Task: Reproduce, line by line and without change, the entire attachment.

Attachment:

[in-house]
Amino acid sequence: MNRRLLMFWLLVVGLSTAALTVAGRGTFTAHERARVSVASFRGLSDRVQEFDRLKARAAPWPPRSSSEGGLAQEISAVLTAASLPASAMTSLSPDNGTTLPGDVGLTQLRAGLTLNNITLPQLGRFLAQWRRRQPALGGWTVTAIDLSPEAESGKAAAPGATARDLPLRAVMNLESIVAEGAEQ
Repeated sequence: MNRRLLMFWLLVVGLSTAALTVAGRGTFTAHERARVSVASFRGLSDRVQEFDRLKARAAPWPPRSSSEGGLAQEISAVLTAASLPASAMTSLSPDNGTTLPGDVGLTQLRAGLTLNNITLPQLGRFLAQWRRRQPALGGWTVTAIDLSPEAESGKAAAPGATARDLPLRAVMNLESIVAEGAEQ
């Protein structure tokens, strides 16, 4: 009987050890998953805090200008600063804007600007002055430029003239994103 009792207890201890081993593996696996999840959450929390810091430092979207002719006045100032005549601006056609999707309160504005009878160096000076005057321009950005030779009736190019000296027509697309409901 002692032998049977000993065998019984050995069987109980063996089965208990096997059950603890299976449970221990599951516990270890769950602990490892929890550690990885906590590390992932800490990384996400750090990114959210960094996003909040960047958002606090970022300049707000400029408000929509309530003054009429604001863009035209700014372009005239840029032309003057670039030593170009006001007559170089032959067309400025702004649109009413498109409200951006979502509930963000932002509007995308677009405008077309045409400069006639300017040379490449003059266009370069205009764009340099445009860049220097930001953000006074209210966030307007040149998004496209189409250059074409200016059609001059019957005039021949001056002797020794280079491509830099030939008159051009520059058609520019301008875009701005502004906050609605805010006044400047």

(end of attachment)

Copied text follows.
[in-house]
Amino acid sequence: MNRRLLMFWLLVVGLSTAALTVAGRGTFTAHERARVSVASFRGLSDRVQEFDRLKARAAPWPPRSSSEGGLAQEISAVLTAASLPASAMTSLSPDNGTTLPGDVGLTQLRAGLTLNNITLPQLGRFLAQWRRRQPALGGWTVTAIDLSPEAESGKAAAPGATARDLPLRAVMNLESIVAEGAEQ
Repeated sequence: MNRRLLMFWLLVVGLSTAALTVAGRGTFTAHERARVSVASFRGLSDRVQEFDRLKARAAPWPPRSSSEGGLAQEISAVLTAASLPASAMTSLSPDNGTTLPGDVGLTQLRAGLTLNNITLPQLGRFLAQWRRRQPALGGWTVTAIDLSPEAESGKAAAPGATARDLPLRAVMNLESIVAEGAEQ
């Protein structure tokens, strides 16, 4: 009987050890998953805090200008600063804007600007002055430029003239994103 009792207890201890081993593996696996999840959450929390810091430092979207002719006045100032005549601006056609999707309160504005009878160096000076005057321009950005030779009736190019000296027509697309409901 002692032998049977000993065998019984050995069987109980063996089965208990096997059950603890299976449970221990599951516990270890769950602990490892929890550690990885906590590390992932800490990384996400750090990114959210960094996003909040960047958002606090970022300049707000400029408000929509309530003054009429604001863009035209700014372009005239840029032309003057670039030593170009006001007559170089032959067309400025702004649109009413498109409200951006979502509930963000932002509007995308677009405008077309045409400069006639300017040379490449003059266009370069205009764009340099445009860049220097930001953000006074209210966030307007040149998004496209189409250059074409200016059609001059019957005039021949001056002797020794280079491509830099030939008159051009520059058609520019301008875009701005502004906050609605805010006044400047």